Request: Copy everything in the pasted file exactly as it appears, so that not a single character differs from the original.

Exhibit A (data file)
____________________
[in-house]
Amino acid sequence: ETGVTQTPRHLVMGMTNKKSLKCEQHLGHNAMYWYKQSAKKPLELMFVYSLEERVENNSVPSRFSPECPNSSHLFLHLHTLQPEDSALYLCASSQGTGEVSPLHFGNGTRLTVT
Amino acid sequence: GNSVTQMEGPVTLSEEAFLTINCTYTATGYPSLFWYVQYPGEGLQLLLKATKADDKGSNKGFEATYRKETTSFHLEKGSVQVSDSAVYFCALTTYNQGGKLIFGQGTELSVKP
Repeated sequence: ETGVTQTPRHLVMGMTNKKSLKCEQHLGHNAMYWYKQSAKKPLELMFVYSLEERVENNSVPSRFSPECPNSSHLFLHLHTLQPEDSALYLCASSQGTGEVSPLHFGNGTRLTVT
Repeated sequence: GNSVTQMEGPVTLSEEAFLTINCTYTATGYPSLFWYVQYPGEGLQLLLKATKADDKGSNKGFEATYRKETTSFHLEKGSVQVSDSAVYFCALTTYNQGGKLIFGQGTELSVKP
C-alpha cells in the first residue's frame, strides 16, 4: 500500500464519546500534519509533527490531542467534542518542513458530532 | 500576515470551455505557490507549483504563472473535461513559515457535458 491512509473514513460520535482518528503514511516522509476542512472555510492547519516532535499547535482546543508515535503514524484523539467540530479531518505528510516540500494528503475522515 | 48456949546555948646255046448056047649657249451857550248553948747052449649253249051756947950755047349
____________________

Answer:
[in-house]
Amino acid sequence: ETGVTQTPRHLVMGMTNKKSLKCEQHLGHNAMYWYKQSAKKPLELMFVYSLEERVENNSVPSRFSPECPNSSHLFLHLHTLQPEDSALYLCASSQGTGEVSPLHFGNGTRLTVT
Amino acid sequence: GNSVTQMEGPVTLSEEAFLTINCTYTATGYPSLFWYVQYPGEGLQLLLKATKADDKGSNKGFEATYRKETTSFHLEKGSVQVSDSAVYFCALTTYNQGGKLIFGQGTELSVKP
Repeated sequence: ETGVTQTPRHLVMGMTNKKSLKCEQHLGHNAMYWYKQSAKKPLELMFVYSLEERVENNSVPSRFSPECPNSSHLFLHLHTLQPEDSALYLCASSQGTGEVSPLHFGNGTRLTVT
Repeated sequence: GNSVTQMEGPVTLSEEAFLTINCTYTATGYPSLFWYVQYPGEGLQLLLKATKADDKGSNKGFEATYRKETTSFHLEKGSVQVSDSAVYFCALTTYNQGGKLIFGQGTELSVKP
C-alpha cells in the first residue's frame, strides 16, 4: 500500500464519546500534519509533527490531542467534542518542513458530532 | 500576515470551455505557490507549483504563472473535461513559515457535458 491512509473514513460520535482518528503514511516522509476542512472555510492547519516532535499547535482546543508515535503514524484523539467540530479531518505528510516540500494528503475522515 | 48456949546555948646255046448056047649657249451857550248553948747052449649253249051756947950755047349